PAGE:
Scorsese’s Cabret to take 3D into artform12 April 2011
Rob Legato the visual effects supervisor for Martin Scorsese’s Hugo Cabret says the director is using 3D in way that hasn’t been seen before, writes Adrian Pennington. He believes Scorsese’s film, which is shooting in London for release in 2012, may be the first example of a stereo 3D feature that elevates 3D to an artform.
Legato, who was VFX supervisor for Scorsese on Aviator and Shutter Island and also for James Cameron on Titanic says the way Scorsese has employed 3D for his first 3D project, Hugo Cabret, is in a nuanced manner that not everyone will understand.
“Scorsese is altering the use of 3D so that instead of a being an obvious, in your face visual effect the viewer is experiencing a sensation of depth,” said Legato.
“Sometimes that sensation replaces dialogue. You don’t necessarily need to describe a scene in words if you can feel it, and if you can feel it it’s usually a more powerful moment than anything else.”
Legato can take some credit for this aesthetic approach. It was his innovation of putting motion camera markers onto a camera in order to film a VFX crash sequence in Aviator that led him to devise a method of bringing pre-visualisation and post production into the hands of the director live on set.
Dubbed virtual cinematography, the system that Legato devised was adopted by Cameron to shoot Avatar and by Scorsese on Hugo Cabret.
“With CG intensive films, and especially ones using motion capture, I found that the director’s vision was too far removed from what they actually wanted because their decisions ended up being interpreted by dozens of other people down the chain and away from the set,” explained Legato. “I wanted to put that feedback loop into the hands of the director. It is an analogue process in which the director’s instinct is allowed to lead the creative process and not get lost in post production.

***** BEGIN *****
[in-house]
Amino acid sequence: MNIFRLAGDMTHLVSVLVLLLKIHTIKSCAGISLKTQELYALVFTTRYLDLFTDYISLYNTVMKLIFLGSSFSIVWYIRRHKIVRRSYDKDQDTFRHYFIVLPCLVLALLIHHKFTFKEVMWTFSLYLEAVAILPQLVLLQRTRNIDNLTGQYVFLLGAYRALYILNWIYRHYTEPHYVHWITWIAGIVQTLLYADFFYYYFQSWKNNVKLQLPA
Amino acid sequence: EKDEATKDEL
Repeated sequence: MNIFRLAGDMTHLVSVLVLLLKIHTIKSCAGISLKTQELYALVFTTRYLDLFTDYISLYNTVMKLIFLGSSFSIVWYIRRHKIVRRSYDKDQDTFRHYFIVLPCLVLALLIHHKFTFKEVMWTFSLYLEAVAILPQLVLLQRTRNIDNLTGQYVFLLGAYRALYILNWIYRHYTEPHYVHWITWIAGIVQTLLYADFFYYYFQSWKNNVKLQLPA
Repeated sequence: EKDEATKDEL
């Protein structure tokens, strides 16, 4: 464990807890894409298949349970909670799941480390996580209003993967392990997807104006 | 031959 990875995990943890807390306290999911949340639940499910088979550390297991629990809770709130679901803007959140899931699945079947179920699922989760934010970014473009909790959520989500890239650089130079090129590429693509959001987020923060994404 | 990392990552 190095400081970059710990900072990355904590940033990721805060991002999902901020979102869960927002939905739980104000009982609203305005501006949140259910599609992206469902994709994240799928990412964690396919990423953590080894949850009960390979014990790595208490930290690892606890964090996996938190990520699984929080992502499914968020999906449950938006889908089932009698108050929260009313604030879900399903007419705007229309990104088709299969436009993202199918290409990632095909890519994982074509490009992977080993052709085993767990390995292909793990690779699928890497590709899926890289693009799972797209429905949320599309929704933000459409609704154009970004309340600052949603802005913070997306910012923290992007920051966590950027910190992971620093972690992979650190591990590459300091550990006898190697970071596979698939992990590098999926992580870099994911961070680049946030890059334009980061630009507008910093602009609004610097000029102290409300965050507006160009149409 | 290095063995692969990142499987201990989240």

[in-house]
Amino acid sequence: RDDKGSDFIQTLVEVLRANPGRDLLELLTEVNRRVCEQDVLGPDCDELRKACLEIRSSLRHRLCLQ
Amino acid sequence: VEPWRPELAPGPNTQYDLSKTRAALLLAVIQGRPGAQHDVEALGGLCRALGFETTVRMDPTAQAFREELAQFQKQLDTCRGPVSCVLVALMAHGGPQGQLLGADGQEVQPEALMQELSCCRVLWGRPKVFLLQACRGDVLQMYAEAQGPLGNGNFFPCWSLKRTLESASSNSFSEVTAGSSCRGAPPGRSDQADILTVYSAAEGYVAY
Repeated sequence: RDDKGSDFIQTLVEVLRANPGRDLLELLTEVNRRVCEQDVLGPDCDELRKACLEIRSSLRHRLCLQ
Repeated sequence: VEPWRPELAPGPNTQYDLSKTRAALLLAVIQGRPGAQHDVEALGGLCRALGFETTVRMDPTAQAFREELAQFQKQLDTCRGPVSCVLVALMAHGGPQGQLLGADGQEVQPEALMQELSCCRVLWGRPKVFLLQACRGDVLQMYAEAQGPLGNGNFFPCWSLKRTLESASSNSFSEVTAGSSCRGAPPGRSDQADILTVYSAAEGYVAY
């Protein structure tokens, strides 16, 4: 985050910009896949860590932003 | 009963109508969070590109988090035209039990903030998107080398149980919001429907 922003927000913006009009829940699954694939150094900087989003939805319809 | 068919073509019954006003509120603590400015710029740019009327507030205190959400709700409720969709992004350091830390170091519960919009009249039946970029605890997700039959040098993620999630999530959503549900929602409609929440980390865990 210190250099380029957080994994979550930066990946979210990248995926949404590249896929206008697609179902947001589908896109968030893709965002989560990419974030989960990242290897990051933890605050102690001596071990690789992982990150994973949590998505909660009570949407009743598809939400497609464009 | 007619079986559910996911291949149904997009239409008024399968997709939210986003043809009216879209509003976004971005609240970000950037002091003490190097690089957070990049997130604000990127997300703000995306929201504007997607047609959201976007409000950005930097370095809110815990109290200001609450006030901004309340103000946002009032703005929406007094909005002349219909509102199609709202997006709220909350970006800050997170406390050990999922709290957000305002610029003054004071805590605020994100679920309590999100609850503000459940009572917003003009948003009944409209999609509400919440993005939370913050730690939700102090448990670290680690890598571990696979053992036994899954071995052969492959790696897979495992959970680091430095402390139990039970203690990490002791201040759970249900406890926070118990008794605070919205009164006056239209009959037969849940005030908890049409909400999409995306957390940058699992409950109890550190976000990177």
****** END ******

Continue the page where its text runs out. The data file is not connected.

“What was missing was a director with a viewfinder who was able to visualise a scene in real time and see live action, motion capture, CG plates and animation with the ability to move the virtual camera in any direction and make a creative decision in the moment rather than be forced down a creative cul de sac.
“All I know from my experience of 3D is that the director needs to see it, feel it master and embrace it live and on set in order for them to stamp their personality on it. That’s what makes the difference between a Cameron movie or one made by Spielberg or Scorsese. It’s about using a set of tools that takes filmmakers to the next level of movie making. In that sense it is akin to the way sound altered the very sophisticated artform of silent filmmaking and the way colour was introduced to be a gimmick but then it became an artform.
“3D is no different. Maybe moviemakers that don’t know how to use it need to take a couple of steps back just to take a step forward. I hope I am correct and that when you see Hugo Cabret you will someone using 3D to enhance storytelling of the movie.”
Legato said that Scorsese had blown up a 30 minute edit of a section of the film to preview what it looked like on the big screen.
“We also did a 2D translation onto film and when I saw the 2D version, I felt it was missing something – an emotion that the 3D had actually helped put in.”